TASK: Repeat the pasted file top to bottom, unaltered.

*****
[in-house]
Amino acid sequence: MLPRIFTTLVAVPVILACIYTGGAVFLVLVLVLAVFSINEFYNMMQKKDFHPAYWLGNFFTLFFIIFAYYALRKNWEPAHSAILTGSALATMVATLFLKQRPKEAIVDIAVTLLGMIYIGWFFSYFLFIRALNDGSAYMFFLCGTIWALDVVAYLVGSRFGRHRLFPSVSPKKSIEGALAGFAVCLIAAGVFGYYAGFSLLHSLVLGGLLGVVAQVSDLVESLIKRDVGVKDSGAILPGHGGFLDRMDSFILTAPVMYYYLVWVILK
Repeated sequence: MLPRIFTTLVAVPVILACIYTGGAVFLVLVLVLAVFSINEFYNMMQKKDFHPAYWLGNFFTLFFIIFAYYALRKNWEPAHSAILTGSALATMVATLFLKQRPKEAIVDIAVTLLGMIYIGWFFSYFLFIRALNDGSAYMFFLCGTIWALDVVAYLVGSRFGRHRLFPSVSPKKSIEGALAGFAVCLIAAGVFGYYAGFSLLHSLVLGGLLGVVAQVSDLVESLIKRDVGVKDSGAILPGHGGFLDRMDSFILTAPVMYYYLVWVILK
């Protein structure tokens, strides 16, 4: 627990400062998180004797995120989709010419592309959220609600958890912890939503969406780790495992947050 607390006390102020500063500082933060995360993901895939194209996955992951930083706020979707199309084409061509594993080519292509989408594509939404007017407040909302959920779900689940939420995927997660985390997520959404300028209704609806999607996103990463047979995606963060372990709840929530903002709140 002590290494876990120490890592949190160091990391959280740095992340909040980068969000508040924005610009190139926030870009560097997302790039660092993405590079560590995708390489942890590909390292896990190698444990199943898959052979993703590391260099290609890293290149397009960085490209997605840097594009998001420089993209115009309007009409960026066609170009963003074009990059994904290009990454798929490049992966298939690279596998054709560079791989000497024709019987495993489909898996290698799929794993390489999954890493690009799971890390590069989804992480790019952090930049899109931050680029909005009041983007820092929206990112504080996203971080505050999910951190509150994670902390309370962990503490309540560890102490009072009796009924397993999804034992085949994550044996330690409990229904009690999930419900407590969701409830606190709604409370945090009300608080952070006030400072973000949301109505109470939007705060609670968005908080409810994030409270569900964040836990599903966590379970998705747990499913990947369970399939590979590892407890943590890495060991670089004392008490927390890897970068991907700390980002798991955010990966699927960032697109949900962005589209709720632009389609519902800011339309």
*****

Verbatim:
[in-house]
Amino acid sequence: MLPRIFTTLVAVPVILACIYTGGAVFLVLVLVLAVFSINEFYNMMQKKDFHPAYWLGNFFTLFFIIFAYYALRKNWEPAHSAILTGSALATMVATLFLKQRPKEAIVDIAVTLLGMIYIGWFFSYFLFIRALNDGSAYMFFLCGTIWALDVVAYLVGSRFGRHRLFPSVSPKKSIEGALAGFAVCLIAAGVFGYYAGFSLLHSLVLGGLLGVVAQVSDLVESLIKRDVGVKDSGAILPGHGGFLDRMDSFILTAPVMYYYLVWVILK
Repeated sequence: MLPRIFTTLVAVPVILACIYTGGAVFLVLVLVLAVFSINEFYNMMQKKDFHPAYWLGNFFTLFFIIFAYYALRKNWEPAHSAILTGSALATMVATLFLKQRPKEAIVDIAVTLLGMIYIGWFFSYFLFIRALNDGSAYMFFLCGTIWALDVVAYLVGSRFGRHRLFPSVSPKKSIEGALAGFAVCLIAAGVFGYYAGFSLLHSLVLGGLLGVVAQVSDLVESLIKRDVGVKDSGAILPGHGGFLDRMDSFILTAPVMYYYLVWVILK
């Protein structure tokens, strides 16, 4: 627990400062998180004797995120989709010419592309959220609600958890912890939503969406780790495992947050 607390006390102020500063500082933060995360993901895939194209996955992951930083706020979707199309084409061509594993080519292509989408594509939404007017407040909302959920779900689940939420995927997660985390997520959404300028209704609806999607996103990463047979995606963060372990709840929530903002709140 002590290494876990120490890592949190160091990391959280740095992340909040980068969000508040924005610009190139926030870009560097997302790039660092993405590079560590995708390489942890590909390292896990190698444990199943898959052979993703590391260099290609890293290149397009960085490209997605840097594009998001420089993209115009309007009409960026066609170009963003074009990059994904290009990454798929490049992966298939690279596998054709560079791989000497024709019987495993489909898996290698799929794993390489999954890493690009799971890390590069989804992480790019952090930049899109931050680029909005009041983007820092929206990112504080996203971080505050999910951190509150994670902390309370962990503490309540560890102490009072009796009924397993999804034992085949994550044996330690409990229904009690999930419900407590969701409830606190709604409370945090009300608080952070006030400072973000949301109505109470939007705060609670968005908080409810994030409270569900964040836990599903966590379970998705747990499913990947369970399939590979590892407890943590890495060991670089004392008490927390890897970068991907700390980002798991955010990966699927960032697109949900962005589209709720632009389609519902800011339309």